Thursday, April 23, 2015


How pleased I am to be included in the recent anthology: The House is Not Quiet and The World is Not Calm edited by Kit Kelen and Geoff Page (ASM/Cerberus Press and Poetry at the Gods 2014).

It gives a great spread of writing from the Canberra Region’s poets both living and not, and shows the diversity of style and interests. I got a lot from Geoff Page’s introduction together with his selection of poems in Part 1 by Canberra’s major deceased poets. There are 44 current poets included, with one to several poems each. This is quite a stately looking publication with its grey tones, clean white text and sexy matte satin finish.

I’m dipping at the moment. I have discovered the piercing beauty and loss of Michael Thorley’s Lipsticks, the powerful merging of human, beast and boulder in Nicola Bowery’s The Muster and the winging words and observations of Omar Musa in My Generation. I just love Charlotte Clutterbuck’s Snail Wisdom – both jolting and slimy, the freshness and grace of Luke Whitington’s Antipasto Orazio and the anguish in Kathy Kituai’s potent Tanka Sequence. KA Nelson’s Tying Up Loose Ends had me both cringing and chuckling while Victoria McGrath’s poem The Last Say is a biting and hilarious take on relationships. (And here I must declare friendship with both Kathy and Victoria.)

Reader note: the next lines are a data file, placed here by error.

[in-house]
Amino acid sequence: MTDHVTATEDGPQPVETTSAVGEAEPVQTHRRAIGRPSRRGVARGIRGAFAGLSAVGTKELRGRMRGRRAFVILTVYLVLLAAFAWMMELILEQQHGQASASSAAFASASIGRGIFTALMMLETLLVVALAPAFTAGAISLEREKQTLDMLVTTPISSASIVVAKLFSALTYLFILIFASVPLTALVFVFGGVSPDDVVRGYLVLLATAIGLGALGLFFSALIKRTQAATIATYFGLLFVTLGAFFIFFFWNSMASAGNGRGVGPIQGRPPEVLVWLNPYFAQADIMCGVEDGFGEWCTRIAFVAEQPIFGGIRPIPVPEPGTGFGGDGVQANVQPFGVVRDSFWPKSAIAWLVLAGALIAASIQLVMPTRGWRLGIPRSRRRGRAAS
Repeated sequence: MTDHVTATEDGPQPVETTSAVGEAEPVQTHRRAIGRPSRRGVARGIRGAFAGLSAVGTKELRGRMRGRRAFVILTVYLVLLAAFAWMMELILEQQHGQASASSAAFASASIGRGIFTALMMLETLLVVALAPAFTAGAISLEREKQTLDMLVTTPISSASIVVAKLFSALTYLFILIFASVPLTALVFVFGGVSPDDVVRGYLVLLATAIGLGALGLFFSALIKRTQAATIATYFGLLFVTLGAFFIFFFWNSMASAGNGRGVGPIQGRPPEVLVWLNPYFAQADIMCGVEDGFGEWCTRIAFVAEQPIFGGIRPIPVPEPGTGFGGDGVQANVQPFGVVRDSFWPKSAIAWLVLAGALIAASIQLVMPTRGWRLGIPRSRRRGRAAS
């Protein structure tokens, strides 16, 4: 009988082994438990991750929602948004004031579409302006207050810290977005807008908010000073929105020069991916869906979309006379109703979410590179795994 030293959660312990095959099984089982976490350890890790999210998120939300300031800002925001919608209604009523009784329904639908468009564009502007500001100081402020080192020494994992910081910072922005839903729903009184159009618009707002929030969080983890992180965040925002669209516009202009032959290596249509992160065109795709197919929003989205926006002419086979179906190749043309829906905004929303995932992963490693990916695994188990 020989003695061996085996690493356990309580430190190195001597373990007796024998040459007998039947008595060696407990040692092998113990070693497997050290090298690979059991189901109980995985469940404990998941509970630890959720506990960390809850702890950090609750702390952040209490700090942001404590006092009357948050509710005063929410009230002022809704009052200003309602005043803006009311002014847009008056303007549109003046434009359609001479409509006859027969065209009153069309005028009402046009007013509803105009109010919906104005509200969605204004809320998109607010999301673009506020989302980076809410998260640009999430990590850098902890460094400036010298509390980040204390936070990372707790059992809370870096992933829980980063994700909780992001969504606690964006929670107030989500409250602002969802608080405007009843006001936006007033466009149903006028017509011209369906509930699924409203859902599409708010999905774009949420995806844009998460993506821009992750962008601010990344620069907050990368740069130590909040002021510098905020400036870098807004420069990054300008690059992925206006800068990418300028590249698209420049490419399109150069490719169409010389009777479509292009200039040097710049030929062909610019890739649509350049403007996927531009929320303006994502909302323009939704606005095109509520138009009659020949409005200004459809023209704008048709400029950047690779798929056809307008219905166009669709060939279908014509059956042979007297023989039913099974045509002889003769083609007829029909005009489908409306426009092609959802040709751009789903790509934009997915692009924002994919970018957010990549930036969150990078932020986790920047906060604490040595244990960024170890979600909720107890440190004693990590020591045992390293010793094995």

Canberra is as much home to me as Binalong NSW where I actually live. Canberra is where I found my flocks of a feather. First by attending Fellowship of Australian Writers meetings, then working fulltime in arts and publishing. Becoming a part of the writing scene there - reading in a ton of events, organizing many. Going to workshops, facilitating workshops and other things. Many of my poems have been written in or inspired by Canberra.

I’m lucky these days – I have poetry and artist friends in Binalong and in nearby Yass too. Binalong nestles – as adorable villages do – in the Yass Valley in the Southern Tablelands, a very beautiful region. Foxes step out in front of you, ducks fly across your windscreen, eagles circle above, sheep bleat in the paddocks. Often a poem will hover just within reach.

My poem The Architecture of Pear (p. 78) has influences (a honing of images for example) from exhibitions in both Canberra and the Southern Tablelands. The domestic elements are from home in Binalong and the newspaper is very likely the Saturday Canberra Times. The poem written in Binalong won the artsACT’s national Rosemary Dobson Poetry Prize (joint) in 2011. A straddling of place through pears, papers and paintings. It’s been previously published but here it feels more at home.

1 comment:

  1. I was very happy to see your pear poem again, Lizz.

    The cover reminds me of War of the Worlds...although they were tripods.